Original Research

Towards the establishment and standardization of a veterinary antimicrobial resistance surveillance and monitoring programme in South Africa

H. Nel, M. Van Vuuren, G.E. Swan
Onderstepoort Journal of Veterinary Research | Vol 71, No 3 | a266 | DOI: https://doi.org/10.4102/ojvr.v71i3.266 | © 2004 H. Nel, M. Van Vuuren, G.E. Swan | This work is licensed under CC Attribution-NoDerivatives 4.0
Submitted: 08 November 2004 | Published: 08 November 2004

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H. Nel,
M. Van Vuuren,
G.E. Swan,

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The objective of this study was to establish a repeatable, standardized laboratory procedure for monitoring the development of antimicrobial resistance in bacteria isolated from animals and food of animal origin in South Africa, with reagents prepared in-house. The emergence of resistance and the spread of resistant bacteria can be limited by implementing a veterinary antimicrobial drug policy, in which inter alia systematic monitoring and prudent use play essential roles.
The bacteria included in this study represented three different categories, namely zoonotic bacteria (Salmonella), indicator bacteria (Escherichia coli, Enterococcus faecalis and Enterococcus faecium) and veterinary pathogens (Mannheimia haemolytica). Thirty isolates of each species were collected with the aim of standardizing the laboratory methodology for a future national veterinary surveillance and monitoring programme. Susceptibility to ten selected antimicrobial drugs was determined by means of minimum inhibitory concentrations (MICs) using the microdilution method. The method according to the National Committee for Clinical Laboratory Standards was used as the standard.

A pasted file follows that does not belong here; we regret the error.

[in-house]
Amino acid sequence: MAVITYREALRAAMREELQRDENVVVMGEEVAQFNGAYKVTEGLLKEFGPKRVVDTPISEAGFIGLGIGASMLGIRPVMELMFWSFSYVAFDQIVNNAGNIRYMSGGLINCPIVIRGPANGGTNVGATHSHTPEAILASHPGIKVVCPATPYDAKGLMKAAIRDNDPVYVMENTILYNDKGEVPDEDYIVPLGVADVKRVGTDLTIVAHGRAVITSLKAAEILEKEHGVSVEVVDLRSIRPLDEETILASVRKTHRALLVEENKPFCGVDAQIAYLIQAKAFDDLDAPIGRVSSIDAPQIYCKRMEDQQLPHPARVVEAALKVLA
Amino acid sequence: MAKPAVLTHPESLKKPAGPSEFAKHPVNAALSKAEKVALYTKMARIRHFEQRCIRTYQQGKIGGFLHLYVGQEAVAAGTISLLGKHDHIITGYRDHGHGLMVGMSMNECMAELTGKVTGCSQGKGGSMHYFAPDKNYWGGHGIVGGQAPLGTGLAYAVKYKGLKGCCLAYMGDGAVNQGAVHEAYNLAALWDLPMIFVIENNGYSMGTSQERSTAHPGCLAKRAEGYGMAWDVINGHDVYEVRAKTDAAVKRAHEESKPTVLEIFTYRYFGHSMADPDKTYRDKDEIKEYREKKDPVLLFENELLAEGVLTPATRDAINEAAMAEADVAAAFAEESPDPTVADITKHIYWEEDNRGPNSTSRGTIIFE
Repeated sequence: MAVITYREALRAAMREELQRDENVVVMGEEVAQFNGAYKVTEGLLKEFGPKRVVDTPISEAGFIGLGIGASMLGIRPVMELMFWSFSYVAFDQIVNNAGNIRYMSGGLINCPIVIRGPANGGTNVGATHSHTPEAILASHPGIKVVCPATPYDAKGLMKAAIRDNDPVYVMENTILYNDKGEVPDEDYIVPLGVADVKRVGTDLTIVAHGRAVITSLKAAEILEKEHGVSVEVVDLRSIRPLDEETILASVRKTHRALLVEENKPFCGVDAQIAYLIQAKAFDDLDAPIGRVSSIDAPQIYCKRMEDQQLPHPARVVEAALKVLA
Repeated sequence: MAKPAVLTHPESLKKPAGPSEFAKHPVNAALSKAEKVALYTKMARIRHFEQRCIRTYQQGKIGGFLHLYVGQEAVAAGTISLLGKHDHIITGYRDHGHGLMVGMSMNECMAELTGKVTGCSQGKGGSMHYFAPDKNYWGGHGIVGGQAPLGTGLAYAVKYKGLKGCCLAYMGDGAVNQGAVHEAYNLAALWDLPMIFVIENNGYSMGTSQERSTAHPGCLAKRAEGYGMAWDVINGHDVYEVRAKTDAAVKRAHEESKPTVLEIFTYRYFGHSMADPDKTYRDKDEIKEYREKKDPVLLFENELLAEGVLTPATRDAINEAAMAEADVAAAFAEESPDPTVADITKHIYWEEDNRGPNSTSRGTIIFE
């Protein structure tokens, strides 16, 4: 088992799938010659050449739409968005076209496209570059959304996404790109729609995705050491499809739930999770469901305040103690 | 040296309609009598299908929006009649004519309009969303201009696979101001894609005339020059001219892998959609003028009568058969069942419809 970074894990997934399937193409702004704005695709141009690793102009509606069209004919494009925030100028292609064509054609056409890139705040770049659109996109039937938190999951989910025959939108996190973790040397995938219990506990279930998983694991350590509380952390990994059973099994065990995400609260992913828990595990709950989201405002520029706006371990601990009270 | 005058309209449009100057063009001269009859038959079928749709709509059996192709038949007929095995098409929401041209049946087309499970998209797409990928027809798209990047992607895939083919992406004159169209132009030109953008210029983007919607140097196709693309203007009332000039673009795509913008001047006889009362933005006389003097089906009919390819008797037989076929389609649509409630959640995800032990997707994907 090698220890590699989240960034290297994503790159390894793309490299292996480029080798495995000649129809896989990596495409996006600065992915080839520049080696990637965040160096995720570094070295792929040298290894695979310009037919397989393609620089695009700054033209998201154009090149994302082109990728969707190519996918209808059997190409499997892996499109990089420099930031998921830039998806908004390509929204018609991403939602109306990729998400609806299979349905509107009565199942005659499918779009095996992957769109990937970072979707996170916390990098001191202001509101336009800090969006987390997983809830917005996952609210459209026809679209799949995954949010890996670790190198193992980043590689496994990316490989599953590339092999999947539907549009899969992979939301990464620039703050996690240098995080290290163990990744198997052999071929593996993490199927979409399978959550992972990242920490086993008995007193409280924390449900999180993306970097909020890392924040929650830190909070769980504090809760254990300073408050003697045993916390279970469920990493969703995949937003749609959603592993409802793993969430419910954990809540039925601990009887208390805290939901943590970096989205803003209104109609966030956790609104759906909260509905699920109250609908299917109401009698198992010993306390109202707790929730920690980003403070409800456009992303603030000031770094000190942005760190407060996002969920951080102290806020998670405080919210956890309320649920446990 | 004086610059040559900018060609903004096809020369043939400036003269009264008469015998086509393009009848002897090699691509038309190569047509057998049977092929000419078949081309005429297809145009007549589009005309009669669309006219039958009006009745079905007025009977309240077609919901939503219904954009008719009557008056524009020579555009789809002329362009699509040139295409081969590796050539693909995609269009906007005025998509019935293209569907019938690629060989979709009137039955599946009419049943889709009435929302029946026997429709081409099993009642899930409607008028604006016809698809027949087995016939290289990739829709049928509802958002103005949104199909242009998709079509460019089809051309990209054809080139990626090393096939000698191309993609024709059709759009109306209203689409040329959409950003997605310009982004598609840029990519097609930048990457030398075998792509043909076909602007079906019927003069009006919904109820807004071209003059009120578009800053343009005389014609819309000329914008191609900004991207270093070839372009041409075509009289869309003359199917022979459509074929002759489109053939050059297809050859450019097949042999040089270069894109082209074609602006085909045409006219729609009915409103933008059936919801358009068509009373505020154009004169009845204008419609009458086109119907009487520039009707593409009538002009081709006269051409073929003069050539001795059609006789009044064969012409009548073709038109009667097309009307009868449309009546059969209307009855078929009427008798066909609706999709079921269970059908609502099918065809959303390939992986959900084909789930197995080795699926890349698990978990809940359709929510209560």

Multi-well plates containing varying dilutions of antimicrobial drugs and prepared in-house for MIC determinations, yielded repeatable results. Storage of plates for 2 months at -70 oC did not influence results meaningfully. Within this limited sample of bacteria, MIC results did not indicate meaningful resistance against any of the ten selected antimicrobial drugs.
The findings of the study will be used to establish a national veterinary antimicrobial resistance surveillance and monitoring programme in South Africa. To allow for international comparison of data, harmonisation of the surveillance and monitoring programme in accordance with global trends is encouraged. Ideally it should be combined with a programme monitoring the quantities of antimicrobial drugs used. The aim is to contribute to slowing down the emergence of resistance and the problems associated with this phenomenon by means of the rational use of antimicrobial drugs.


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Crossref Citations

1. Review of the Regulation of Veterinary Drugs and Residues in South Africa
R. R. Chanda, R. J. Fincham, P. Venter
Critical Reviews in Food Science and Nutrition  vol: 54  issue: 4  first page: 488  year: 2014  
doi: 10.1080/10408398.2011.588348